- Shopping Bag ( 0 items )
"Stubborn, strong, and a little bit wild." The words describe both Emmy's favorite tree and her demanding personality as she determinedly searches for her tree, one with fuzzy pink flowers. Willows, oaks, and pines just won't do. Emmy wants a marvelous mimosa like the one at her Gramma's house, but mimosa trees, like wildflowers, are not found in garden stores. Emmy's find is not quite expected-a sapling that will take years to mature, but her experience in searching is, like her tree, a growing one. Watercolor and collage illustrations feature lively cartoon figures and depict Emmy's vibrant world. The action comes to a full stop as the child has an up-close-and-personal encounter with her heart's desire.-Mary Elam, Forman Elementary School, Plano, TX
Posted April 28, 2013
My thoughts: The book presents an interesting lesson about variety of trees. Note: it is not a tree book or a truly instructional book about trees, leaves, seeds, etc. The story revolves around Emmy, a little girl full of energy and who her grandmother describes as stubborn and wild. Grandmother also describes the Mimosa tree as stubborn and wild. Describing a will-growing tree that is hard to get rid of is one thing. To describe a child as stubborn and wild and consider it a positive trait is hard to understand as a favorable trait.
It is true that stubbornness in a child is indicative of a strong will which when guided and tempered with control can lead to a strong leader in adult life. However, to praise a child for being stubborn and wild without tempering it with controls and leadership by the adults in the child's life can only lead to an adult that is a loose cannon and that is a destructive leader.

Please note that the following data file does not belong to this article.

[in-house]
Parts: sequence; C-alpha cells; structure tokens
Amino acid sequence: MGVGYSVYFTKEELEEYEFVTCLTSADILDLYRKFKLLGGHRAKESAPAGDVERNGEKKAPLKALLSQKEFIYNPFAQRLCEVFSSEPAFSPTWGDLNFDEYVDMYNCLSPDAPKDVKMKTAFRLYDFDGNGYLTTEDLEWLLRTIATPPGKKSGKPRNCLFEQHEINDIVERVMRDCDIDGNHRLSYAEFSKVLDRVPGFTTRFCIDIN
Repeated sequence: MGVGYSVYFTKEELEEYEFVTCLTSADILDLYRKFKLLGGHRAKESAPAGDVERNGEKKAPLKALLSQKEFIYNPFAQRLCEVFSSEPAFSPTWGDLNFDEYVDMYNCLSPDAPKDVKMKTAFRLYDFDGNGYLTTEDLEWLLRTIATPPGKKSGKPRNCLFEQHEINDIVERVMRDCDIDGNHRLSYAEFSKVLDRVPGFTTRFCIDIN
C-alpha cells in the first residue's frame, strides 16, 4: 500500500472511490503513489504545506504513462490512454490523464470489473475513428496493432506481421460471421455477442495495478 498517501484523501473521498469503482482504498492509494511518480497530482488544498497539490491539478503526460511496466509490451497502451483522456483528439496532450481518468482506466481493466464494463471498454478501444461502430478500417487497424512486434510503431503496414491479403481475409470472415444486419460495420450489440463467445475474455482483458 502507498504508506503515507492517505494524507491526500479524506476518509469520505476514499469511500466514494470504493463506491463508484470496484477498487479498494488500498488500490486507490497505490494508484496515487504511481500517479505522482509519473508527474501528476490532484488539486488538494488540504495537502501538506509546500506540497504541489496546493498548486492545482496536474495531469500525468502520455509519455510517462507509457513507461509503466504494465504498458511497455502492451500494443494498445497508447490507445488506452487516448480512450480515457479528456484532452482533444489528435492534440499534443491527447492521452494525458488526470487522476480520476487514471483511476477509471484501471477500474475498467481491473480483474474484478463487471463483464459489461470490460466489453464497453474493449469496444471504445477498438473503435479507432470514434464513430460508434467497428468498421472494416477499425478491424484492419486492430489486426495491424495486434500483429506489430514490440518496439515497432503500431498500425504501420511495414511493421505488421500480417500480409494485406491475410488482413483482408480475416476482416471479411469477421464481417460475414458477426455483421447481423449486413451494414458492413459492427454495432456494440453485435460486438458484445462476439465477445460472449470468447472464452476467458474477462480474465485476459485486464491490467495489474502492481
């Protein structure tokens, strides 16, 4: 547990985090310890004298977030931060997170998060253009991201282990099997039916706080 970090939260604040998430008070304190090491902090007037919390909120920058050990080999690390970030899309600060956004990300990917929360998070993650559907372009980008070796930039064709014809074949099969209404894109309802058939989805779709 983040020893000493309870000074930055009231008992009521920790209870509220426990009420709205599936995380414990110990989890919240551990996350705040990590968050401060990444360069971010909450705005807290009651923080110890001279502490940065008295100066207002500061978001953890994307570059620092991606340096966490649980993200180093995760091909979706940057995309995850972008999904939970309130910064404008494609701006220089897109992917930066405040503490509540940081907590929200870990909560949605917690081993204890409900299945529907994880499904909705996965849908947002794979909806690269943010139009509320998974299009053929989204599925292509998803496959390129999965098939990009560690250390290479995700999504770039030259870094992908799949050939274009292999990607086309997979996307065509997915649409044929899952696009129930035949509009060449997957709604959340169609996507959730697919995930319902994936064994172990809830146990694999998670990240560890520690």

Now the story is cute in that Emmy wants one of the pretty Mimosa trees (I, too, think they are beautiful and wouldn't mind having one in my yard.). So that is what Emmy asks for as her birthday present. She and her parents look and look but cannot find one to purchase since they are considered "wild" trees. They return to grandmother's and Emmy finds a little, tiny shoot of a Mimosa tree which they dig up and take home to plant. Emmy learns that she must protect her new seedling and care for it even though it is a wild tree.
As I said, the story is cute and Emmy learns a little about trees and young trees. The book is pretty and the illustrations are very nice. Emmy looks like a loveable and delectably irresistible child. I can see the book being used to teach the tenacity of wild trees and how they are stubbornly difficult to rid oneself of. I can also see object lessons on stubbornness in a child being drawn from the story by astute adults.
DISCLOSURE: I received a complimentary copy of A Tree for Emmy" from Peachtree Publishers in exchange for my honest review. Opinions expressed are solely my own.